7 Times The 'Dear America' Books Ruined Your Childhood

I loved historical fiction as a kid. I think this was mostly because historical fiction was a lot like fantasy (people with unfamiliar names doing weird stuff in a different reality), but adults approved of it because it was "educational." But, even though I loved historical fiction, I hated sad stories or graphic descriptions of blisters. Hence why the Dear America books ruined my childhood.

If you missed out on the Dear America books back in the day, then you should know that they were a pretty fantastic series: they were fictional "diaries" of girls and young woman throughout American history. They were educational, feminist, and totally stomach-churning. In retrospect, I'd like to applaud the authors of the Dear America books for not holding too much back. I mean, it's not their fault that American history is a hot mess of genocide and war. Those books kept it real. I just flipped through my old copy of Across the Wide and Lonesome Prairie, and the first line I came across was, "My lips are so chapped they bleed when I talk." Yeah. Dear America didn't mess around when it came to documenting the horrors of life pre-chapstick. And that's pretty vanilla compared to the rest of the books.

So if you'd like to relive some (wonderful, educational) childhood trauma, here are a few times that the Dear America books ruined our childhoods:

1. When everyone died on the Mayflower

OK, so not everyone on the Mayflower died. But I seem to remember a lot of seasickness, and then once they finally get to the so-called New World, a lot more death. There was definitely at least one scene in which Remember (called Mem) watches a child succumb to fever and die in front of her. A Journey to the New World was the diary of a fictional pilgrim girl, but it was pretty brutally real about the hunger and disease the pilgrims faced. A good read if you want to ruin your family's Thanksgiving dinner.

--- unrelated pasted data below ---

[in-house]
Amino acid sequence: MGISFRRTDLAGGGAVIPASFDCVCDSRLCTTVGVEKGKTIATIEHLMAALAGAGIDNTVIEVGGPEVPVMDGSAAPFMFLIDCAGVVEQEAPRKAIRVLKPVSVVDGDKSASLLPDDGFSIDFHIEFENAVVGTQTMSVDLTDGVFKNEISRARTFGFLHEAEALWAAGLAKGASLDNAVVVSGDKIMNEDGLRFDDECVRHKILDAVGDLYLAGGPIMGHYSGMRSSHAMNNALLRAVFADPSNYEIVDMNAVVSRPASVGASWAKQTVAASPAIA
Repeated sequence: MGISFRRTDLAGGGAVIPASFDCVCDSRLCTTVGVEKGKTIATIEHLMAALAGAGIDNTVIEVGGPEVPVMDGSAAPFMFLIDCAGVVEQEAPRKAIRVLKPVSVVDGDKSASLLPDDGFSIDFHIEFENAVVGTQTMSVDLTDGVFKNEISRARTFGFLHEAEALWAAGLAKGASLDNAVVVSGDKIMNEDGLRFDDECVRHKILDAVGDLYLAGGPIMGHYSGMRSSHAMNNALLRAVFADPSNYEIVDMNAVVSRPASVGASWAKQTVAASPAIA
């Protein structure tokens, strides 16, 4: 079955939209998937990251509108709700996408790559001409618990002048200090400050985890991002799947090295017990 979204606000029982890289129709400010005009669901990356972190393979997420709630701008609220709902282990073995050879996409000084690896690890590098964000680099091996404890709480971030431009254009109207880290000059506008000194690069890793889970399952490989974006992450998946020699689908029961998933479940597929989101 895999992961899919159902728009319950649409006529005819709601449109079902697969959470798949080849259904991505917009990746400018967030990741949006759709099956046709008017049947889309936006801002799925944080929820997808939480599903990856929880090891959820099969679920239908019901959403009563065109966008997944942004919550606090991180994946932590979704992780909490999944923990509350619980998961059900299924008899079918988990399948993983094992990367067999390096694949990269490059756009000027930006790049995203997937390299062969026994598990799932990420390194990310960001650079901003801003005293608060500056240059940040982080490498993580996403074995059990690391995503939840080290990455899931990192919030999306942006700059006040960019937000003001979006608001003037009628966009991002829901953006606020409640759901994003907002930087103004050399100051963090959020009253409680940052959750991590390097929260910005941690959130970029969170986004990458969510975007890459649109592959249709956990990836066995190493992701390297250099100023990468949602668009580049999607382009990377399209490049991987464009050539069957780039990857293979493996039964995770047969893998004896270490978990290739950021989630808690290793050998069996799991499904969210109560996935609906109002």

2. When everyone died on the Titanic

To be fair, even as kids we probably knew what was coming with a book about the Titanic (spoiler alert: the ship sinks). But even thought we knew going in that Margaret Ann Brady was in for a traumatic boat ride in Voyage on the Great Titanic , it was still pretty horrifying! Especially since you get your classic give-up-your-spot-on-the-lifeboat moment (PLUS Margaret is poor and an orphan from the get-go).

3. When that one girl got kidnapped twice

Standing in the Light is a book about a Quaker girl who gets kidnapped by the Lenape tribe, hates the Lenape tribe, learns to love the Lenape tribe because it turns out they're much kinder than she initially thought, and then gets kidnapped by the British. Like? Please stop kidnapping Catharine?? Hasn't she been through enough? And she doesn't even know if the members of her adopted Lenape family are alive in the end? And she's too traumatized to reintegrate back into her Quaker family? Too much.

4. When coal mining existed

A Coal Miner's Bride is, just as you might think, about a coal miner's bride. His thirteen year old bride. It's a tough call whether the most upsetting part of this book was the little girl getting forcibly married to a brutal man with three daughters already, or the realities of coal mining. And there's plenty of beating up coal miners, and later slaughtering coal miners for going on strike. At least Anetka ends up a widow, though, right?

5. When genocide existed

Look, the word "sorrow" is right there in the title. The Girl Who Chased Away Sorrow is the story of little Sarah Nita and her family on a forced march to Fort Sumner, after Navajo land is seized by the U.S. Government. That's a 400 miles forced march. Utterly heartbreaking? Yes, but, like all of these stories based on an utterly heartbreaking reality.

6. When children could be killed for learning to read

In A Picture of Freedom , young Clotee is an enslaved girl secretly teaching herself to read. Her father drowned and her mother was sold far away, and then died. If you're not already crying, I don't know what to tell you. The book is actually slightly more uplifting than some of the others, because Clotee escapes in the end, but pretty much everything up until that point is fairly devastating.

7. When everyone died trying to get to Oregon

Across the Wide and Lonesome Prairie has that winning combination of child marriage, blisters, and death by hemlock. A wagon wheel rolls over a kids arm. A woman drowns. The main character accidentally poisons a little girl and kills her. The moral of the story is stay on the East Coast, I guess.